Skip to main content

Thank you for visiting You are using a browser version with limited support for CSS. To obtain the best experience, we recommend you use a more up to date browser (or turn off compatibility mode in Internet Explorer). In the meantime, to ensure continued support, we are displaying the site without styles and JavaScript.

Rapid recycling of subducted sedimentary carbon revealed by Afghanistan carbonatite volcano


The fate of carbon subducted to mantle depths remains uncertain, yet strongly influences the distribution of terrestrial carbon on geologic timescales. Carbon fluxes into subduction zones are exceptionally high where downgoing plates contain thick sedimentary fans. This study uses volcano geochemistry to assess sedimentary carbon recycling in the high-flux Makran subduction zone, where the Arabian plate subducts northward beneath Eurasia. On the basis of strontium isotope geochemistry and 40Ar–39Ar geochronology, I show that a portion of the submarine Indus Fan entered the Makran Trench, melted and ascended as magmas that erupted in southern Afghanistan. The resulting volcano, composed primarily of carbonate minerals, formed at approximately 3.8 million years ago. The 87Sr/86Sr ratios of the lavas indicate that their magmatic precursors were derived from marine sediments deposited at 28.9 ± 1.4 Ma. This implies that sedimentary carbon was subducted to and returned from mantle depths in less than 27 million years, indicating that magmas can efficiently recycle sedimentary carbon from subducting slabs to the overlying plate.

Access options

Rent or Buy article

Get time limited or full article access on ReadCube.


All prices are NET prices.

Fig. 1: Map of the Makran subduction zone and volcanic arc.
Fig. 2: 143Nd/144Nd and 87Sr/86Sr ratio systematics of the Makran arc.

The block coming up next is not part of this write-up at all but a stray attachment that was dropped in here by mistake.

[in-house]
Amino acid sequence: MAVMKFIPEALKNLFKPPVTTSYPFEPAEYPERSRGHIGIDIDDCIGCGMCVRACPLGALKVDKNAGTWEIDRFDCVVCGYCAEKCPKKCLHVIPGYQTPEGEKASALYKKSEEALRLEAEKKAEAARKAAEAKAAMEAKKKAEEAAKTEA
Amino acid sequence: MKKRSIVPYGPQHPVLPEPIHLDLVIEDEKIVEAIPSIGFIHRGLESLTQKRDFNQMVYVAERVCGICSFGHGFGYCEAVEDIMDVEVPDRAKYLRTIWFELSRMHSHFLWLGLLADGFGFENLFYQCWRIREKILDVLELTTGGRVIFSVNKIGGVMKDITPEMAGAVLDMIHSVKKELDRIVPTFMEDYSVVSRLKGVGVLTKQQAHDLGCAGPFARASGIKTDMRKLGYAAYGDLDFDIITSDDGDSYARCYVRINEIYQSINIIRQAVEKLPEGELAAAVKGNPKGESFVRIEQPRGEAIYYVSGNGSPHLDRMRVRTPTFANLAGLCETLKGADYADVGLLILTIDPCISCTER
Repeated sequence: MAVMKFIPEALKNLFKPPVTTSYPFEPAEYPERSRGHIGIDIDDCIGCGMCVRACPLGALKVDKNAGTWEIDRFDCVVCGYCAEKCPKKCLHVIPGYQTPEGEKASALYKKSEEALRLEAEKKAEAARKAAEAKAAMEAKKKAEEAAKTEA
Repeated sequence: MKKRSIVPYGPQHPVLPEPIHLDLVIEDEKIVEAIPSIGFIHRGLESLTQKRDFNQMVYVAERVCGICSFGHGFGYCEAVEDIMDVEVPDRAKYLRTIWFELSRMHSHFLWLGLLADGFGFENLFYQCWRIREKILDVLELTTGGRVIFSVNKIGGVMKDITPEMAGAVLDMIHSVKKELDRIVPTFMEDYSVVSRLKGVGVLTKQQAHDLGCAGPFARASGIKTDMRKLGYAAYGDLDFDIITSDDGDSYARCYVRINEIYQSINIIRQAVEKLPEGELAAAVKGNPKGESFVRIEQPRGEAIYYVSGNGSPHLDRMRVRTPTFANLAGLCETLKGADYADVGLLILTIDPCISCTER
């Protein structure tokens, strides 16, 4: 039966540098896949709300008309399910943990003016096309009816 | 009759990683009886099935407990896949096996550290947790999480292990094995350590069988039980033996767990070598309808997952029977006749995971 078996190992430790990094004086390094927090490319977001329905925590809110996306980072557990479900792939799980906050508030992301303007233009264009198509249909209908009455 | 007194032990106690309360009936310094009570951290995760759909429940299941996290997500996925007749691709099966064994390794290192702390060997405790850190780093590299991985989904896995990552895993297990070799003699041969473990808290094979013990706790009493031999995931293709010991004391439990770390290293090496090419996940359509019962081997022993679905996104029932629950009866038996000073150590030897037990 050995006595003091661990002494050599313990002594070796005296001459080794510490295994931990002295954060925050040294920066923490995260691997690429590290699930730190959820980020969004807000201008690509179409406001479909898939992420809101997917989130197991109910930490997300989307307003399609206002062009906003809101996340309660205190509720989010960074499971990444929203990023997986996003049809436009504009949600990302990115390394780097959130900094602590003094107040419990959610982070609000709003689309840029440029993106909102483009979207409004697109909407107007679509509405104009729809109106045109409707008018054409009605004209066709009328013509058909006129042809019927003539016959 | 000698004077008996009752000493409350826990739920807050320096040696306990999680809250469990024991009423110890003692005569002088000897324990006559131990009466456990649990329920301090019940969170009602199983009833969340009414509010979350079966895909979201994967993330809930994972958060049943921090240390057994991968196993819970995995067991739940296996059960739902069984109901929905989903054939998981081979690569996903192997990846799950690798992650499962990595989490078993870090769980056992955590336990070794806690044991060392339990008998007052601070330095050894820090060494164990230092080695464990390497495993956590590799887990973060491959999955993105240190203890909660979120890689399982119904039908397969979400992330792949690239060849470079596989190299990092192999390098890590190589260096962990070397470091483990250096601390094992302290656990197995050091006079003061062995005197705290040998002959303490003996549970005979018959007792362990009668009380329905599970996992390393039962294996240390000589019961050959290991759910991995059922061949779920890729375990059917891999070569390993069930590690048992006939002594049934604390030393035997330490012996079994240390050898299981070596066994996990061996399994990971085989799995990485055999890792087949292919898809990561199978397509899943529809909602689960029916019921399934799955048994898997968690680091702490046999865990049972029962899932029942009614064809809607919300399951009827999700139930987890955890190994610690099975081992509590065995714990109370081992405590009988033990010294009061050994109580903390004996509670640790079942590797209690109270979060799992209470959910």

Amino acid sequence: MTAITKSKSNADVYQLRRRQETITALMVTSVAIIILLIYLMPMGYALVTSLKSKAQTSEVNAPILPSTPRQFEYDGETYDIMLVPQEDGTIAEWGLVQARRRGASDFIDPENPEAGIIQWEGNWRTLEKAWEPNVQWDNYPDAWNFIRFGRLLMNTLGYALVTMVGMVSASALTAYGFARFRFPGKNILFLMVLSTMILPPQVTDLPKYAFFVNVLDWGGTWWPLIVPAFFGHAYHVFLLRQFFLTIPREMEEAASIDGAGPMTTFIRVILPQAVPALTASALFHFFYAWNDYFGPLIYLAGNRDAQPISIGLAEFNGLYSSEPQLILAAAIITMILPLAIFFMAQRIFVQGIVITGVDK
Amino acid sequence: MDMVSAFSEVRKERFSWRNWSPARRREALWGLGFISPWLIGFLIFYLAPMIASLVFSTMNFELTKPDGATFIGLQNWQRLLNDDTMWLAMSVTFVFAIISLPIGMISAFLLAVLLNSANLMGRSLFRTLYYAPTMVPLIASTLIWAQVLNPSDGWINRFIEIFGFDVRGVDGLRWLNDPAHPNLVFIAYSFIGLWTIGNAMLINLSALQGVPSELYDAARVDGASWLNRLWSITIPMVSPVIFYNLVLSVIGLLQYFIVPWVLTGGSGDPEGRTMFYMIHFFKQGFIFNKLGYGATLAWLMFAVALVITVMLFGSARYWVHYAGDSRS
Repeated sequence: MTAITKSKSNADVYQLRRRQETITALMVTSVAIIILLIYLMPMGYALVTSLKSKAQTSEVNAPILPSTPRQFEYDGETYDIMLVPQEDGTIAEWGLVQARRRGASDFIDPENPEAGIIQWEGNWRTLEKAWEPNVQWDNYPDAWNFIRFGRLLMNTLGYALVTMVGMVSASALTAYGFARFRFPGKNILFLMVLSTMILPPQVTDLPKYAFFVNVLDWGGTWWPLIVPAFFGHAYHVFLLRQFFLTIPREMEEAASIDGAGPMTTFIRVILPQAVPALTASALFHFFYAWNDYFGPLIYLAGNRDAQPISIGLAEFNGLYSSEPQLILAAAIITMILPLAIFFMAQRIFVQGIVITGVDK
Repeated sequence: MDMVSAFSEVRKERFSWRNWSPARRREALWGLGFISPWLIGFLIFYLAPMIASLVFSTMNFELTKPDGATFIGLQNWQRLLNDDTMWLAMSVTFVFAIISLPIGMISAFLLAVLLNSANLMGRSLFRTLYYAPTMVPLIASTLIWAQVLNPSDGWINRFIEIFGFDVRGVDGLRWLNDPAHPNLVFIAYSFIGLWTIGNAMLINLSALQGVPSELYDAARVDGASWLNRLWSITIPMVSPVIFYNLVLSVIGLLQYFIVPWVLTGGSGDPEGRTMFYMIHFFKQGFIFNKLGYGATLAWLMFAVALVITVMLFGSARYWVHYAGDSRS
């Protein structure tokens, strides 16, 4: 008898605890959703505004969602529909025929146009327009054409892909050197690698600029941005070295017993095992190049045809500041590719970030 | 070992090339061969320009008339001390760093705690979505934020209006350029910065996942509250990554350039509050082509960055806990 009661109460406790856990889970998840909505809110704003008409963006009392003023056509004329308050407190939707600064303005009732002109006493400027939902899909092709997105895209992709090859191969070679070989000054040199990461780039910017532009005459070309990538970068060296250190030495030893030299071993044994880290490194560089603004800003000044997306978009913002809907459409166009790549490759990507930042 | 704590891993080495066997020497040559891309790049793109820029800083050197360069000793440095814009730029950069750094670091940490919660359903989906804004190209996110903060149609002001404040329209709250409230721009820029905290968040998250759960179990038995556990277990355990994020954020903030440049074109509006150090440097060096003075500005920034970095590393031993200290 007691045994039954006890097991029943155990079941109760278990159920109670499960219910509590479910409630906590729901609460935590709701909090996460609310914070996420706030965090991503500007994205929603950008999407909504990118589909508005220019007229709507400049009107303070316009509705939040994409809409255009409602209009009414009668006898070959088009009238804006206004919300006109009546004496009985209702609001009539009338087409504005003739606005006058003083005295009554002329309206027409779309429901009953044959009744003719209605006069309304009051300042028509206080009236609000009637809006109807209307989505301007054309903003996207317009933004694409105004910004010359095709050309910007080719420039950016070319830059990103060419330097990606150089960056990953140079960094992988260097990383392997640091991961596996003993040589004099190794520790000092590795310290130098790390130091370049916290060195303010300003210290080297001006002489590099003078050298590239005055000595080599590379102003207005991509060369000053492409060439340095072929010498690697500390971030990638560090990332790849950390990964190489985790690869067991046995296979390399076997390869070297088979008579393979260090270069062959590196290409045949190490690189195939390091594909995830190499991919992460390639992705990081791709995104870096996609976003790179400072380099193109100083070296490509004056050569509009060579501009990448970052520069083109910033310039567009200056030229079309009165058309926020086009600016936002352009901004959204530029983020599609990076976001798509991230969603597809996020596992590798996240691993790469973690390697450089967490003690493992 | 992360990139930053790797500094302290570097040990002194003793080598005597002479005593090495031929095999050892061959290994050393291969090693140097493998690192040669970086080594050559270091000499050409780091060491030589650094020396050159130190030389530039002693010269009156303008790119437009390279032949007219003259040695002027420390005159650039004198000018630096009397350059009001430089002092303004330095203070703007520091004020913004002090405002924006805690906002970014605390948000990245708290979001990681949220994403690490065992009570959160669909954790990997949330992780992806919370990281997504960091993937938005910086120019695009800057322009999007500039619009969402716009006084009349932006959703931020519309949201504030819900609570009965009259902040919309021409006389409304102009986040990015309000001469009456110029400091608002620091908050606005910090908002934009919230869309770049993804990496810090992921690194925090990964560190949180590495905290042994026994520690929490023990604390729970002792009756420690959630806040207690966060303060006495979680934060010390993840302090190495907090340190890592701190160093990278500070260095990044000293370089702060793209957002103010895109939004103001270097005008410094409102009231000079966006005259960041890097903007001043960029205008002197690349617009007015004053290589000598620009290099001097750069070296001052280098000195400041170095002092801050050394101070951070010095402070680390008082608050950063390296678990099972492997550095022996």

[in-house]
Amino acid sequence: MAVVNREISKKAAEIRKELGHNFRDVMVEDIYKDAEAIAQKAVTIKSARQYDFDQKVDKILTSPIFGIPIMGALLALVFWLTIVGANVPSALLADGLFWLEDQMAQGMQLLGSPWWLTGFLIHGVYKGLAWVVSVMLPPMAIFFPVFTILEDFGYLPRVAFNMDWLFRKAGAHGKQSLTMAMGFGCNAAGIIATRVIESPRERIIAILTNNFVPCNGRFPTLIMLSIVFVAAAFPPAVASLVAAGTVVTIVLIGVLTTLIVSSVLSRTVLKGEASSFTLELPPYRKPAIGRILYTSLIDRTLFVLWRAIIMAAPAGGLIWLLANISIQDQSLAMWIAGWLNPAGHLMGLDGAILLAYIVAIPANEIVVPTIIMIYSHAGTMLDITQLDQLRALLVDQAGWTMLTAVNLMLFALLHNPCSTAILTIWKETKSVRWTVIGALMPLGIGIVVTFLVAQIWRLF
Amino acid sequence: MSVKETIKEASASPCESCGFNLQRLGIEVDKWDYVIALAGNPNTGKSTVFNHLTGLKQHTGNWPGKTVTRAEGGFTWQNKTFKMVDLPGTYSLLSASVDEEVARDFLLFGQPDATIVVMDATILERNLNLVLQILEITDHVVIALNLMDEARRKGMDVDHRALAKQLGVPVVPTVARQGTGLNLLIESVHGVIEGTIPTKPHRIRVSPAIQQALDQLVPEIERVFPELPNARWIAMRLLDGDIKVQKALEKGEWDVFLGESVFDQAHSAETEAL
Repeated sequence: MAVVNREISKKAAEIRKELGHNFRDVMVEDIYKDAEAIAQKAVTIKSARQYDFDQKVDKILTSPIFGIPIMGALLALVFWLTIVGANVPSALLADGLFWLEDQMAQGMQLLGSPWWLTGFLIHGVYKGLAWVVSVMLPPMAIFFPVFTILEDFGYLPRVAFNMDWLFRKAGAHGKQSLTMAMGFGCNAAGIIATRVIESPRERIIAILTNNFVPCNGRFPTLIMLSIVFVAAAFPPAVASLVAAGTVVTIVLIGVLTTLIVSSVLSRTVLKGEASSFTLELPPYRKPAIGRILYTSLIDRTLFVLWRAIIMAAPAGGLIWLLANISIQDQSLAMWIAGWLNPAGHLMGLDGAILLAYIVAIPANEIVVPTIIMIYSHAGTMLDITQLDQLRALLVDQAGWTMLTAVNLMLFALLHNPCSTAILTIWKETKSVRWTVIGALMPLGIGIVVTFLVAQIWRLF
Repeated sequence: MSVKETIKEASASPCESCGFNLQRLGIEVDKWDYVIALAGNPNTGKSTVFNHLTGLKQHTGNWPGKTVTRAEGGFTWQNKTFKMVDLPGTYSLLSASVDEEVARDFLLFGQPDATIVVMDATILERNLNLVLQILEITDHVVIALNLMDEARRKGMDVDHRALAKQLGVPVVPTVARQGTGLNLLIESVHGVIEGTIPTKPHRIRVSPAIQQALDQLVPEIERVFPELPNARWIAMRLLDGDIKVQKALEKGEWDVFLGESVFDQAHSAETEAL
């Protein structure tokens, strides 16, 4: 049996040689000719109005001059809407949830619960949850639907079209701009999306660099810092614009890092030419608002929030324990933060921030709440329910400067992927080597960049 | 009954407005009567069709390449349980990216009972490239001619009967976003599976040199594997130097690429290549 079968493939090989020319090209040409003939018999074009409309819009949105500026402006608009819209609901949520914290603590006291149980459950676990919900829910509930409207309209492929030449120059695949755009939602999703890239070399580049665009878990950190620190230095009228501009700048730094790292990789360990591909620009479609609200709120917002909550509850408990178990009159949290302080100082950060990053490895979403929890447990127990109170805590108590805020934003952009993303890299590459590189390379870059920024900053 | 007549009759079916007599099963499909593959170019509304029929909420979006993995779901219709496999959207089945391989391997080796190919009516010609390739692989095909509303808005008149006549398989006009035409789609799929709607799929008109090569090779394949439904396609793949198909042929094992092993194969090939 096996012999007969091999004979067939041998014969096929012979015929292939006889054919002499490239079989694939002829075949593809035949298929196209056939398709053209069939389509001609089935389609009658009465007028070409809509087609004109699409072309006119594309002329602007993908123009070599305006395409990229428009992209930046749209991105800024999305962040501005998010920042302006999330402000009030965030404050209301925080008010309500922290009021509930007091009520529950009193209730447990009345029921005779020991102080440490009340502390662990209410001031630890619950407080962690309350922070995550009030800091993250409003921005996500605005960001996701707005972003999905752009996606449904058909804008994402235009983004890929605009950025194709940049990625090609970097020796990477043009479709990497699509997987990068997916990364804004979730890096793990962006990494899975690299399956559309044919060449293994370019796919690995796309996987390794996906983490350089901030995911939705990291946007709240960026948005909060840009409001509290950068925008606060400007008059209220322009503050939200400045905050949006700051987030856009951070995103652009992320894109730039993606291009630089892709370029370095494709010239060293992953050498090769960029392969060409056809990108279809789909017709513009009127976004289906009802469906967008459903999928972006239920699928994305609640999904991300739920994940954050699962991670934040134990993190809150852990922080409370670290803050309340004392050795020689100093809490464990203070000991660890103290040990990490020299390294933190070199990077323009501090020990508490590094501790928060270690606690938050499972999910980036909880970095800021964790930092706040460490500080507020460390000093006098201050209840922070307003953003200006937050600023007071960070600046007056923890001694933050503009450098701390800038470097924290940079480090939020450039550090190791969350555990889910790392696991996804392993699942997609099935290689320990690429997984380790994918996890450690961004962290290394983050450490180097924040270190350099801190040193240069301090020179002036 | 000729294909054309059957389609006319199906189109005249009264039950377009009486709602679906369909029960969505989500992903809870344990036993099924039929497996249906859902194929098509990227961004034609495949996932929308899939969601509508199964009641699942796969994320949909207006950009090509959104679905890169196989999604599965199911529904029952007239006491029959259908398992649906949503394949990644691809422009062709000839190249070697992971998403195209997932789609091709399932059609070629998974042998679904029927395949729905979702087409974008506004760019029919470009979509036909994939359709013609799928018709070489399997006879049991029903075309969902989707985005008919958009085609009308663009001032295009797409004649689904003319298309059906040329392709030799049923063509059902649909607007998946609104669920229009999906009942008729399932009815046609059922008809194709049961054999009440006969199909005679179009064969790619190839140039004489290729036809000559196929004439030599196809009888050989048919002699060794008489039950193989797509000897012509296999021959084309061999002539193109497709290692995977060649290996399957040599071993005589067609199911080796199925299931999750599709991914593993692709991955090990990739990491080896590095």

Fig. 3: Strontium isotopic evidence of rapid sediment recycling.
Fig. 4: Schematic cross-section of the eastern Makran subduction zone.

Data availability

The Ar–Ar geochronology and strontium isotope results are publicly available via EarthChem (


  1. 1.

    Plank, T. & Manning, C. E. Subducting carbon. Nature 574, 343–352 (2019).

    Google Scholar 

  2. 2.

    Behn, M. D., Kelemen, P. B., Hirth, G., Hacker, B. R. & Massonne, H.-J. Diapirs as the source of the sediment signature in arc lavas. Nat. Geosci. 4, 641–646 (2011).

    Google Scholar 

  3. 3.

    Thomsen, T. B. & Schmidt, M. W. Melting of carbonated pelites at 2.5–5.0 GPa, silicate–carbonatite liquid immiscibility, and potassium–carbon metasomatism of the mantle. Earth Planet. Sci. Lett. 267, 17–31 (2008).

    Google Scholar 

  4. 4.

    Mallik, A. & Dasgupta, R. Reactive infiltration of MORB-eclogite-derived carbonated silicate melt into fertile peridotite at 3 GPa and genesis of alkalic magmas. J. Petrol. 54, 2267–2300 (2013).

    Google Scholar 

  5. 5.

    Hirschmann, M. M. Comparative deep Earth volatile cycles: the case for C recycling from exosphere/mantle fractionation of major (H2O, C, N) volatiles and from H2O/Ce, CO2/Ba, and CO2/Nb exosphere ratios. Earth Planet. Sci. Lett. 502, 262–273 (2018).

    Google Scholar 

  6. 6.

    Kelemen, P. B. & Manning, C. E. Reevaluating carbon fluxes in subduction zones, what goes down, mostly comes up. Proc. Natl Acad. Sci. USA 112, E3997–E4006 (2015).

    Google Scholar 

  7. 7.

    Dasgupta, R. Ingassing, storage, and outgassing of terrestrial carbon through geologic time. Rev. Mineral. Geochem. 75, 183–229 (2013).

    Google Scholar 

  8. 8.

    Aiuppa, A., Fischer, T. P., Plank, T. & Bani, P. CO2 flux emissions from the Earth’s most actively degassing volcanoes, 2005–2015. Sci. Rep. 9, 5442 (2019).

    Google Scholar 

  9. 9.

    Clift, P. D. A revised budget for Cenozoic sedimentary carbon subduction. Rev. Geophys. 55, 97–125 (2017).

    Google Scholar 

  10. 10.

    Burg, J.-P. Geology of the onshore Makran accretionary wedge: synthesis and tectonic interpretation. Earth Sci. Rev. 185, 1210–1231 (2018).

    Google Scholar 

  11. 11.

    Pang, K.-N., Chung, S.-L., Zarrinkoub, M. H., Chiu, H.-Y. & Li, X.-H. On the magmatic record of the Makran arc, southeastern Iran: insights from zircon U-Pb geochronology and bulk-rock geochemistry. Geochem. Geophys. Geosyst. 15, 2151–2169 (2014).

    Google Scholar 

  12. 12.

    Hammouda, T. & Keshav, S. Melting in the mantle in the presence of carbon: review of experiments and discussion on the origin of carbonatites. Chem. Geol. 418, 171–188 (2015).

    Google Scholar 

  13. 13.

    Bell, K. & Simonetti, A. Source of parental melts to carbonatites–critical isotopic constraints. Mineral. Petrol. 98, 77–89 (2010).

    Google Scholar 

  14. 14.